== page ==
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Covid-19 Memorial Design Competition

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Maxwell Zaleski

ID: 1216

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ID: 1216
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This memorial design is located at the Boston Common. It recognizes the locals lost to the pandemic and the citizens who are suppressing their human needs, to reduce the spread of Covid-19. To promote empathy and understanding, this scheme’s layout guides the public on an accessible spatial and sensory journey. A journey that first encourages visitors to gather, then disperses them into isolation and anonymity, and culminates in a final unification and empowerment.

Upon leaving the memorial visitors should feel like stakeholders in a shared dream, in which society: (1) learns from its mistakes and adapts, (2) excels at curtailing the spread of pandemics, and (3) relishes human togetherness and sensory perception.

Symmetry governs this scheme, with its two entrances and exits at opposite ends, connected by The Passage. The Passage is made of two Corridors which are divided by a Central Concourse (C.C.), flanked with plexiglass sheets. The space inside the C.C. houses chimes engraved with the names of locals lost to Covid-19. Roofless entries and exits evoke openness, with their brightness, proximity to greenery, and crisp air. Before entering either Corridor visitors don masks to lessen their attachment to self.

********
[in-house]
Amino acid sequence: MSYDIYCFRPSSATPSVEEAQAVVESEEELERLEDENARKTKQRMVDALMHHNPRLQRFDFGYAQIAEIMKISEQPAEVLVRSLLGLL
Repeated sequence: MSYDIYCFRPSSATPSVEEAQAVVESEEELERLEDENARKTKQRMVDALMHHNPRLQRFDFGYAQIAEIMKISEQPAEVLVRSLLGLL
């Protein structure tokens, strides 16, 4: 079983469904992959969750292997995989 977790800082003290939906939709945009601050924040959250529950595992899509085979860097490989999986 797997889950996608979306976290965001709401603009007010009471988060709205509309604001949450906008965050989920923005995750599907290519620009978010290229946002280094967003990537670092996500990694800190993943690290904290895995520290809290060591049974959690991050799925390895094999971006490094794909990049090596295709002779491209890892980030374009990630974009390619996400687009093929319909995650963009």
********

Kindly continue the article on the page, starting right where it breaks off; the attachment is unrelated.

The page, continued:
As visitors proceed over the air vent grates, altered sensory stimuli prompt them to reexamine their perception. Rising air helps make the memorial comfortable year-round (hot air during winter and cold air in the summer) and provides haptic feedback. During their journey, visitors can diverge from the flow of people—to see, hear, and leave a handwritten paper offering. From across the Corridors, eyes can be seen creating ephemeral nonverbal connections. The chimes rustling from the air vent’s breeze melodically ring out. A cathartic exit awaits, where visitors are encouraged to remove their masks, gather, and contemplate what they experienced inside the passage. A vicennial Reverential Gathering will take place at the opposite ends of the scheme, where the accumulated paper offerings are burned to commemorate the lives lost.

By encouraging assembly, the goal is to inspire the young minds at the local world-class universities, to lead efforts in pandemic prevention. This memorial is a quasi-tool that should serve to rally residents, students, and other visitors.

A balance of simplicity and complexity unite this scheme. The aesthetics and sensory aspects of this design relate to the 1995 Boston Holocaust Memorial’s glass towers and rising steam. The symmetrical design, wide Corridors, and subtle wayfinding optimize movement patterns; making it easier for disabled people to experience the memorial. Lockable gates (for after visiting hours) and slanted floor plates (for water runoff) will help preserve the memorial. The restricted-access lower level (for mechanical equipment) and ground level C.C. are easy to repair, clean, and maneuver.

The memorial will function primarily as a place of remembrance and learning and secondarily as a place of unification. Visitors and locals alike are bound to experience an awakening at the memorial as they connect with other mourners and pay their respects.

Maxwell ZaleskiMaxwell ZaleskiMaxwell ZaleskiMaxwell Zaleski

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